Wheat Production and Marketing
Wheat is grown chiefly in two wide belts: between 30 and 55 North latitude, and between 30 and 40 South latitude. China, the United States, India, and Russia lead in world wheat production.
Kansas and North Dakota are the leading wheat-producing states. Canada's great wheat belt includes Saskatchewan, Alberta, and Manitoba.
The individual farmer usually sells grain to the owners of country elevators. (Sometimes the elevators are owned cooperatively by a number of farmers in the area.) The wheat may then be sold to local processors, or shipped to terminal elevators. Terminal markets weigh and inspect the grain, and help the owners of the wheat sell it. Wheat is often held for long periods in terminal elevators even after it is sold, because many buyers arrange for future delivery dates.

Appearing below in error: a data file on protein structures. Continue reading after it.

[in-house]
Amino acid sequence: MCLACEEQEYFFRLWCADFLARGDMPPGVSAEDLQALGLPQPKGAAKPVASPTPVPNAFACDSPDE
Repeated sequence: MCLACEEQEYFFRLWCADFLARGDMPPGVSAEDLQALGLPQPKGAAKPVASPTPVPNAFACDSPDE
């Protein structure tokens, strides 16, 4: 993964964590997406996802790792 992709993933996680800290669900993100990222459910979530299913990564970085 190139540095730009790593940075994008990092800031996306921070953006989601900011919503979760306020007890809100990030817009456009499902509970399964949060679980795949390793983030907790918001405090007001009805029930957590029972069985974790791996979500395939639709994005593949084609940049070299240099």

Most wheat is bought and sold at large grain (or commodity) exchanges such as the Chicago Board of Trade. Because of grading standards, it is not necessary for buyers to see samples, although samples may be available.
Except during a major war, most wheat-exporting countries tend to accumulate large surpluses of the grain. These surpluses lead to low prices and threaten wheat growers with financial ruin. Governments have tried various methods of solving this problem.
In the United States, the federal government has imposed price supports, paid wheat farmers for limiting crops, and made loans on stored grain. However, these methods have been attacked as contributing to overproduction instead of lessening it. The United States government also conducts research to find new uses for wheat, and promotes the use of surplus wheat to feed needy peoples of the world. On an international scale, various pacts have been signed to help stabilize the wheat market.